Anyway, back to Dog Blood.  It was a lot of fun to read and it definitely kept my interest.  I think I stayed up late two nights and polished her off.  My one bitch is that I didn’t really dig the ending.  It seems like Moody is setting the stage for a series of these books and I don’t know if that’s such a great idea.  It was sort of like Back to the Future 2 when it ends and you know that there has to be a sequel.  This had the same feel.  Almost like the pilot episode of the TV series.  Regardless, I’m still going to go back and read Hater and I’ll probably read whatever the next installment is.  We’ll have to see how far I take it after that.

P.S. I was just peaking at the back cover of Dog Blood and there is some high praise from Guillermo Del Toro for Hater.  So, maybe we can expect a movie soon?

$4 Pocket Guide to the Apocalypse

Until 10 minutes ago, I knew nothing of this book. Now, all I know is that I can’t spend my $4 fast enough. From the description it looks to be a sort of tongue-in-cheek version of Left Behind or something. I like the sound of that.

After watching Victorian Farm for the past few nights (note: I’m addicted), I’d been searching Amazon for practical homesteading, survival and farming books. It was pretty much by accident that I stumbled onto the Pocket Guide to the Apocalypse. Sure, I was looking for practical guides to survival and whatnot, but, all work and no play makes Homer something something… so it seems like I’d be remiss if I didn’t get something fun to read and joke around with when the end days come and I’m up to my neck in goats and chickens and manual labor.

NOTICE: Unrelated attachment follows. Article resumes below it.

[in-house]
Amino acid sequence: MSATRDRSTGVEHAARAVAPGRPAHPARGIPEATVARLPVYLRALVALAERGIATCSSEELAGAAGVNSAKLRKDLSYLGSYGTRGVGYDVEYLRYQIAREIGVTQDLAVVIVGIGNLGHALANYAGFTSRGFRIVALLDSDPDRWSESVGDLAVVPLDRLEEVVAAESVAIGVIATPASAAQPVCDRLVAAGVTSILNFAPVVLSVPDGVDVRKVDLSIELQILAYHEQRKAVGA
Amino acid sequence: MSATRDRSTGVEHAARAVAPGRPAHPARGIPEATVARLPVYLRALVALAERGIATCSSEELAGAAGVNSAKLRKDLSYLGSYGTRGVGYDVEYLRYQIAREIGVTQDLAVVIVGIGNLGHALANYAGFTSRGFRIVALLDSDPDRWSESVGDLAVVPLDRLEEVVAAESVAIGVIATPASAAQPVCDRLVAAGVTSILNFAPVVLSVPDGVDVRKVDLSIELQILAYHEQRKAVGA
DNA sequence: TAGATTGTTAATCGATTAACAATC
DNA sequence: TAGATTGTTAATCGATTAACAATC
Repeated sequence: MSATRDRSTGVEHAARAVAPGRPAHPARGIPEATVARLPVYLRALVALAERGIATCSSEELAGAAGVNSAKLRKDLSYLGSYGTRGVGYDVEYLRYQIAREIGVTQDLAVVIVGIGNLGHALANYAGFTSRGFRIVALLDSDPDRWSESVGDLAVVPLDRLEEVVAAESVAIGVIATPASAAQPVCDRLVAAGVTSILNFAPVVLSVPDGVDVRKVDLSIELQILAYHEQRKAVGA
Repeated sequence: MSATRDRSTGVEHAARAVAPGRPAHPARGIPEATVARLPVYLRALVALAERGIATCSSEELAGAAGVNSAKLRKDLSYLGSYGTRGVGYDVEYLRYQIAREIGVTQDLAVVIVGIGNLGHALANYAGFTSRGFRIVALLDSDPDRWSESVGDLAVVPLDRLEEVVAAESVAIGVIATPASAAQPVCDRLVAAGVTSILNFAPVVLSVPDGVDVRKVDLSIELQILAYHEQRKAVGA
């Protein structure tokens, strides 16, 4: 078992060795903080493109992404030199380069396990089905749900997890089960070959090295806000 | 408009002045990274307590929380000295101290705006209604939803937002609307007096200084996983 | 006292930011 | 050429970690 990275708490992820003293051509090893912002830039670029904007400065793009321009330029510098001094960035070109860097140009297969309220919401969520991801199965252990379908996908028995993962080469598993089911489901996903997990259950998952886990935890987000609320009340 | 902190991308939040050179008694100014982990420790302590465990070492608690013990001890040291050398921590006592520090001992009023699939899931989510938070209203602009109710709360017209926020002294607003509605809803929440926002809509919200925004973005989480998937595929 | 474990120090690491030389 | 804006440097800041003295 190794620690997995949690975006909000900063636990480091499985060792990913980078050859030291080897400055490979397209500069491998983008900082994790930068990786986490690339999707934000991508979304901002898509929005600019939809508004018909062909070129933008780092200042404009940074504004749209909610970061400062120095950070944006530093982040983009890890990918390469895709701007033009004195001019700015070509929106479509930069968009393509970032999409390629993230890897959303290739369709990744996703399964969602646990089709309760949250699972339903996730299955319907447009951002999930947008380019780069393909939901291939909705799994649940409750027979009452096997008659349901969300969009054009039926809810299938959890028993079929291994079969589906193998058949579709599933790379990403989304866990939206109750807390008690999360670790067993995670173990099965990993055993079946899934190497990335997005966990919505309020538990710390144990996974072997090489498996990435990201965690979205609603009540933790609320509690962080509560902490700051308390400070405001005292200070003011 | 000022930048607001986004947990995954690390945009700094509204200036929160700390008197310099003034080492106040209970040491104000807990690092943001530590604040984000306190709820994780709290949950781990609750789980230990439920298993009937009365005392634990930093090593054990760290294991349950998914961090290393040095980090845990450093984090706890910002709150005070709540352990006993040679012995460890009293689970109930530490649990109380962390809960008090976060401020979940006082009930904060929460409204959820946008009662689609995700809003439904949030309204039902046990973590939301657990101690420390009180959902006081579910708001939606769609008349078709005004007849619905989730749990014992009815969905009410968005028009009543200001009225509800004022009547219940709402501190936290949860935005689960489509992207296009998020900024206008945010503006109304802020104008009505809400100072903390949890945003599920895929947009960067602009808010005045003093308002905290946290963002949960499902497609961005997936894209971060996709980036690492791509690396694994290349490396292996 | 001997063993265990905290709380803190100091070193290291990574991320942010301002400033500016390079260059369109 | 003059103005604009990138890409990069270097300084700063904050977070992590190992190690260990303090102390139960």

Besides, what the hell else can you buy with $4? Go see 1/3 of a movie at the theater.  Pshaw!

Finished the Road, on to Wastelands?

Well, the same day that I posted, The Road by Cormac McCarthy, I finished the book.  I stayed up till 2am because I couldn’t stop reading.  Also, it too me a little longer than it normally would have because I kept having to get up to check on my two sons.  Not because they were restless but because the relationship between the father and the son, in The Road,  got to me that much.  This book might be one of the most realistic portrayals of the apocalypse that has even been written (or filmed, for that matter).  And, that realism hurts.  The tension and foreboding never let up and I found myself having to pause and take a breath.

I won’t give anything away (surprise, surprise, I used to be the spoiler king!), but if you have children, expect The Road to really get to you.   Next thing you know, you’ll be building bomb shelters and protective force fields in your backyard.  Just because you will never want to have your children to have to go through any of that nightmare.

Ugh.  So, now I need some post-apocalyptic, but somehow more light-hearted.  I did a brief look around and found Wastelands: Stories of the Apocalypse.  Has anyone read this collection?

Wastelands: Stories of the Apocalypse (Paperback)

The Road by Cormac McCarthy

Ok.  So, I realize that in my post Oryx and Crake (maybe I should start reading?) I somewhat promised to start on Oryx and Crake as my next book (hopefully becoming a string on post-apocalyptic books to be consumed by yours truly).  Well, here’s what happened.  I’ve been traveling for a few days (nothing fun, just stupid work) and I was without a book the entire time.  So, when I got home on Saturday, I devoured the rest of Blue Mars and suddently found myself without a book.  I read just about every night and whenever I can throughout the day, so to be without a book is something I couldn’t tolerate, especially because I’d spent 3 days traveling in just such a predicament.